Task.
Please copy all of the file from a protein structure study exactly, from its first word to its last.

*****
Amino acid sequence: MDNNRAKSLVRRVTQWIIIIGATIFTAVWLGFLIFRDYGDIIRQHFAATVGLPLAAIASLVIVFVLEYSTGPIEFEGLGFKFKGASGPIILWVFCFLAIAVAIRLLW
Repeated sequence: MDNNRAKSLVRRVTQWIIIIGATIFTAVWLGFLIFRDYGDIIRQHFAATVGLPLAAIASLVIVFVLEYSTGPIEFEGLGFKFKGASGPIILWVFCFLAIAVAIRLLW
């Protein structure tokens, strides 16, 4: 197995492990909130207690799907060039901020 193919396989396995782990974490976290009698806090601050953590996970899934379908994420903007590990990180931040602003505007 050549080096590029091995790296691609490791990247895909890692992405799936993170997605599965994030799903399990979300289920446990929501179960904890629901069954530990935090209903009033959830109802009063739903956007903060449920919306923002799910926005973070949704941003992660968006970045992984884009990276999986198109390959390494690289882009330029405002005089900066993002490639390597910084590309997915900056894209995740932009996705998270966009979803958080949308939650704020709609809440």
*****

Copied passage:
Amino acid sequence: MDNNRAKSLVRRVTQWIIIIGATIFTAVWLGFLIFRDYGDIIRQHFAATVGLPLAAIASLVIVFVLEYSTGPIEFEGLGFKFKGASGPIILWVFCFLAIAVAIRLLW
Repeated sequence: MDNNRAKSLVRRVTQWIIIIGATIFTAVWLGFLIFRDYGDIIRQHFAATVGLPLAAIASLVIVFVLEYSTGPIEFEGLGFKFKGASGPIILWVFCFLAIAVAIRLLW
């Protein structure tokens, strides 16, 4: 197995492990909130207690799907060039901020 193919396989396995782990974490976290009698806090601050953590996970899934379908994420903007590990990180931040602003505007 050549080096590029091995790296691609490791990247895909890692992405799936993170997605599965994030799903399990979300289920446990929501179960904890629901069954530990935090209903009033959830109802009063739903956007903060449920919306923002799910926005973070949704941003992660968006970045992984884009990276999986198109390959390494690289882009330029405002005089900066993002490639390597910084590309997915900056894209995740932009996705998270966009979803958080949308939650704020709609809440």